I'm with Wex – wuved, wuved, wuved WIIMOTE. I had no idea you called it that. Elmer Fudd and all that. And, I agree, if you agree to be IT, you say, "I'll be IT," which smacks of resignation.

@okanaganer – I agree with @GZA - I think PLACE NAME was clued precisely for the Saturday misdirect. Kind of like a cousin to BEQ's "sooner or later" clue yesterday. Take two or three words that seem related and clue'em for their part of speech. I love those!

"touch and go" VERBS
"hook, line, and sinker" NOUNS
"high and mighty" ADJECTIVES
"locked and loaded" SIMPLEPASTTENSEREGULARTRANSITIVEVERBS
"his and hers" THIRDPERSONSINGULARPOSSESSIVEPRONOUNS
"sturm und drang" ZWEIDEUTSCHEEINZAHLEIGENSCHAFTSWORTADJEKTIVE

BOY SOPRANO – There's this beautiful short animated Christmas work, The Snowman, and the only words in the whole thing are a song sung by a boy. Haunting and beautiful.

BOY SOPRANO

All in all, a fine Saturday, Sam. On to the Stiga Stumper.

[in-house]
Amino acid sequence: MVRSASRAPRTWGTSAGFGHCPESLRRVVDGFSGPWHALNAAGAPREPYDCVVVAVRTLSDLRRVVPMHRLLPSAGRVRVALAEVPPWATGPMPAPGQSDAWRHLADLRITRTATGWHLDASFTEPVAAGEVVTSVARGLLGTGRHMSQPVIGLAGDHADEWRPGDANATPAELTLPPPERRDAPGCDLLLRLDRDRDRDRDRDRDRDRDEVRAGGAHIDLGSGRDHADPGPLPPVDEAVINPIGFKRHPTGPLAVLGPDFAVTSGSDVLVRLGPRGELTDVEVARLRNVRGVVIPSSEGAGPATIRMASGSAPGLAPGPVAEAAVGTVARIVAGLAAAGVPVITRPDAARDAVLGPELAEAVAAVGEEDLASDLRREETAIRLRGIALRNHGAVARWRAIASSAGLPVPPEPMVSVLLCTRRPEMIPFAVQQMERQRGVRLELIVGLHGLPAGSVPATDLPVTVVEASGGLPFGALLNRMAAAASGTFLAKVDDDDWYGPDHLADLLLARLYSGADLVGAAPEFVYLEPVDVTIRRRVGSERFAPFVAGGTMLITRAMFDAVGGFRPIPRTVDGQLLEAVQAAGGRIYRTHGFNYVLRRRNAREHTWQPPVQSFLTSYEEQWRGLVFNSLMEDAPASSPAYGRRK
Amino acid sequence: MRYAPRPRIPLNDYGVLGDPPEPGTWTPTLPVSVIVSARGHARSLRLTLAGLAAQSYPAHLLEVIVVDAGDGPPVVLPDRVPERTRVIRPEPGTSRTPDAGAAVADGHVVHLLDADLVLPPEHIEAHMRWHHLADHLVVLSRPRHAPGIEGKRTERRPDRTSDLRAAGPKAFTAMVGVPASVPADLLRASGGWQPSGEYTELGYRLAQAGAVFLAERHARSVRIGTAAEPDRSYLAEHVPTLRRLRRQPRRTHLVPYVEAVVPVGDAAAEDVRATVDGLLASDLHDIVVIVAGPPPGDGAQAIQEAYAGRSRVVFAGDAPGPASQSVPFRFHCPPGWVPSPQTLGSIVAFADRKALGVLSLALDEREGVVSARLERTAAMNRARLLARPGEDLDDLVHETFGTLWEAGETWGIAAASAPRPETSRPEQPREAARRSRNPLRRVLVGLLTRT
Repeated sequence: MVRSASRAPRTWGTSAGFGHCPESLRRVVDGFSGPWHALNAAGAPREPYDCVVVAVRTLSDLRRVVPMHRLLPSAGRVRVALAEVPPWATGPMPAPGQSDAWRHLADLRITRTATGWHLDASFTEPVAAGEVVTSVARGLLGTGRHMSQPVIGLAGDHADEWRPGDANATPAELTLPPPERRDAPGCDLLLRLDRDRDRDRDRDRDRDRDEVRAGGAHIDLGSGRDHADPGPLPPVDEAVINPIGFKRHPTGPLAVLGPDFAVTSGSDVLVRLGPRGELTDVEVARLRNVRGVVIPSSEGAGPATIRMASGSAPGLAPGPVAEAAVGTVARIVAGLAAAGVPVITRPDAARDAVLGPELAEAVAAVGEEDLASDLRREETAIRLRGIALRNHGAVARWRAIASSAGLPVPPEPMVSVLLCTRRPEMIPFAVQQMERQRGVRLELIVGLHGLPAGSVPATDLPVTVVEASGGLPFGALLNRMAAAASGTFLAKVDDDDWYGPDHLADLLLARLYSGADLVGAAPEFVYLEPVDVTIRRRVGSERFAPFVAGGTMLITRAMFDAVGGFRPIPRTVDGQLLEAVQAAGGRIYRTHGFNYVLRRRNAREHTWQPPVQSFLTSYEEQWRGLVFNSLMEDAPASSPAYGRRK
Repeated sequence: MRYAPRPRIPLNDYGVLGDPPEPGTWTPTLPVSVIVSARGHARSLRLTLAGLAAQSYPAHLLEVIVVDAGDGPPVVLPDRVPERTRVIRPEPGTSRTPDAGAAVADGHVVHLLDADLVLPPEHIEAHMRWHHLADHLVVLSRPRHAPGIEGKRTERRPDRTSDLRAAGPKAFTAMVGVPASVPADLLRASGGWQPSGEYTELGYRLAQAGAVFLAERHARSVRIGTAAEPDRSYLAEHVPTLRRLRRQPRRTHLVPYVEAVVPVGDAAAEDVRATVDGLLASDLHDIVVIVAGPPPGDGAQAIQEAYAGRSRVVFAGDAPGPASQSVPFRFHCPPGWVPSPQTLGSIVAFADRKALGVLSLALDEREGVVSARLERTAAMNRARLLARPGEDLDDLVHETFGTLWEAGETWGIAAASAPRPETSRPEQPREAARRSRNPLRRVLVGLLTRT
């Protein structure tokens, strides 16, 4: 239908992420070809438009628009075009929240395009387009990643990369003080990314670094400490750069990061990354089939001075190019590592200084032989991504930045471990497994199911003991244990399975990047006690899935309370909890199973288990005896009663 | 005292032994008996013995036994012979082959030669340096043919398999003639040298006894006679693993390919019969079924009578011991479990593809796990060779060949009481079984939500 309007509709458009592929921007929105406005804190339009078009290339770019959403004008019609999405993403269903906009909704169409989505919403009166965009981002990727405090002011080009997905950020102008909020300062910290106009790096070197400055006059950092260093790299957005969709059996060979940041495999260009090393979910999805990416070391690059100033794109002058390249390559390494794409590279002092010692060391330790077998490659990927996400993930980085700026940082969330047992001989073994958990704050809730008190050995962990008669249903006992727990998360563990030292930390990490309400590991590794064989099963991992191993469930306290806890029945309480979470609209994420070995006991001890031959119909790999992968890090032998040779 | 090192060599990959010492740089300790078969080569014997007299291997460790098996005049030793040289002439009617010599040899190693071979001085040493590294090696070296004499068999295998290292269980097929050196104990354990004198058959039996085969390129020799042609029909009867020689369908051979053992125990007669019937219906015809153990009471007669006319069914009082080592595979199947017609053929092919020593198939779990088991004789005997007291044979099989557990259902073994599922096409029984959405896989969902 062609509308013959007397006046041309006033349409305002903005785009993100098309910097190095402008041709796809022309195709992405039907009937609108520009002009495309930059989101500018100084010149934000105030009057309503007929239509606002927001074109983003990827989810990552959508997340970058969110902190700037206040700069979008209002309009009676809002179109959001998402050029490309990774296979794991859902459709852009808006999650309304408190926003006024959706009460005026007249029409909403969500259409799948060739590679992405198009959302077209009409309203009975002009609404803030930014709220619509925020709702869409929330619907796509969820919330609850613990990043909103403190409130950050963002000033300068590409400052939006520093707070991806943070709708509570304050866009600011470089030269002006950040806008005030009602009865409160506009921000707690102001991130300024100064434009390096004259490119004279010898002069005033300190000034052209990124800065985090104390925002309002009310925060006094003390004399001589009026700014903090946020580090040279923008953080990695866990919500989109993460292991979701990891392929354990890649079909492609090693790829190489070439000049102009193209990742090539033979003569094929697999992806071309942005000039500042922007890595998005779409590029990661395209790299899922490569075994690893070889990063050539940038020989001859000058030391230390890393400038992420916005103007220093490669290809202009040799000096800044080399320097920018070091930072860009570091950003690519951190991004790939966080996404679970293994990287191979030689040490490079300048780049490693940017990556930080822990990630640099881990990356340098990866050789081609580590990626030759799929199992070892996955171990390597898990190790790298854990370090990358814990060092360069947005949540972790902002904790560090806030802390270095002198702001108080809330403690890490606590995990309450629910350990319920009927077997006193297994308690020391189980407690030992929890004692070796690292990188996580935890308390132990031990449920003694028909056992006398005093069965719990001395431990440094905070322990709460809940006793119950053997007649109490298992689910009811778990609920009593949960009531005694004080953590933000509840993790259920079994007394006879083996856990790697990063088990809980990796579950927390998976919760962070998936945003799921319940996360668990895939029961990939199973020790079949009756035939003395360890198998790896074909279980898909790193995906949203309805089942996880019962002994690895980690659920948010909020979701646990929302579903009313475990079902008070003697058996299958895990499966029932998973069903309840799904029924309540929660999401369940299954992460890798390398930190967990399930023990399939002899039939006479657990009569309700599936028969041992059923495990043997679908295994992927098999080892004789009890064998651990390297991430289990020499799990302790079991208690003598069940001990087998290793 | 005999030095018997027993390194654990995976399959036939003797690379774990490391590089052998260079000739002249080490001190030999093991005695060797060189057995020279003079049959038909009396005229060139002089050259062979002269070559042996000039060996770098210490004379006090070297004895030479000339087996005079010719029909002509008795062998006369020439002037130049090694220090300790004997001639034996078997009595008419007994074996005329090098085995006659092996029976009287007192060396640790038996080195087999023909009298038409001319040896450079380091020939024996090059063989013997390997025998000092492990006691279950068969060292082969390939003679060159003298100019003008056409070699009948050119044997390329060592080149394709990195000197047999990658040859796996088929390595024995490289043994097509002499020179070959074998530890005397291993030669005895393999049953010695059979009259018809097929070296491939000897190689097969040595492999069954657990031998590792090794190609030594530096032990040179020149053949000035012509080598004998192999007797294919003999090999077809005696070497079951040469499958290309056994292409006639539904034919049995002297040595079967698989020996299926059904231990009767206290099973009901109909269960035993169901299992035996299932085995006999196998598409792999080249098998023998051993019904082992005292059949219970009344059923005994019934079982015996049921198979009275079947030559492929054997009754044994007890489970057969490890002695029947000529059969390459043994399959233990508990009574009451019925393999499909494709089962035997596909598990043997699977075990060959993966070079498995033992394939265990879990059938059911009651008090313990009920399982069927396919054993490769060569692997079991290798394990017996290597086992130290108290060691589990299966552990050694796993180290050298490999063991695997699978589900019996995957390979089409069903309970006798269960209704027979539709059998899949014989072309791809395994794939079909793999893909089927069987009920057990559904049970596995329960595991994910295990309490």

Carola 9:37 AM  

DNF. NE = MAKES A MESS due to erasing with one of those annoying pencil erasers that makes a black blur, leaving me with a blotchy quadrant of smears, white space and wrong letters.

Appreciated the rewards of BOY SOPRANO, PSLAMIST, SAY HEY KID, TEAPOT DOME, SLAM-DANCED, and the ward HEELERS. Also liked HUH? as appropriate to that NE area: I also guessed Bull, had no idea about the MOTE part or what the AGENT letter was, and wasn't smart enough to get MECCAS off the E and second C - the first C might have gotten me COHO....

Sir Hillary 9:42 AM  

Crunch, crunch, crunch!

I like this one better than yesterday's. I can't really say exactly why, because I admit that it has shortcomings pointed out by @Rex and others here. Ah well, horses for courses on this Kentucky Derby Saturday.

I was held up for a long time by an absolutely inexplicable brain cramp (for a sports nut like me). I wrote hAnkaaron instead of SAYHEYKID. Of course, Hammerin' Hank is ahead of, not behind, the Sultan of Swat. I might as well have confused Washington and Lincoln, so fundamental was this error.

Bob Kerfuffle 9:48 AM  

Tough one for me, too, though ultimately doable, and enjoyable.

Bunch of write-overs: If 25 D made Rex think of cows, I, working off the MA__, at first put in MARE! Also, 39 A, COME LATE before COME LAST; 53 D, MILD before KIND; and, I hope most excusably, 48 D, CREAM before CREEM.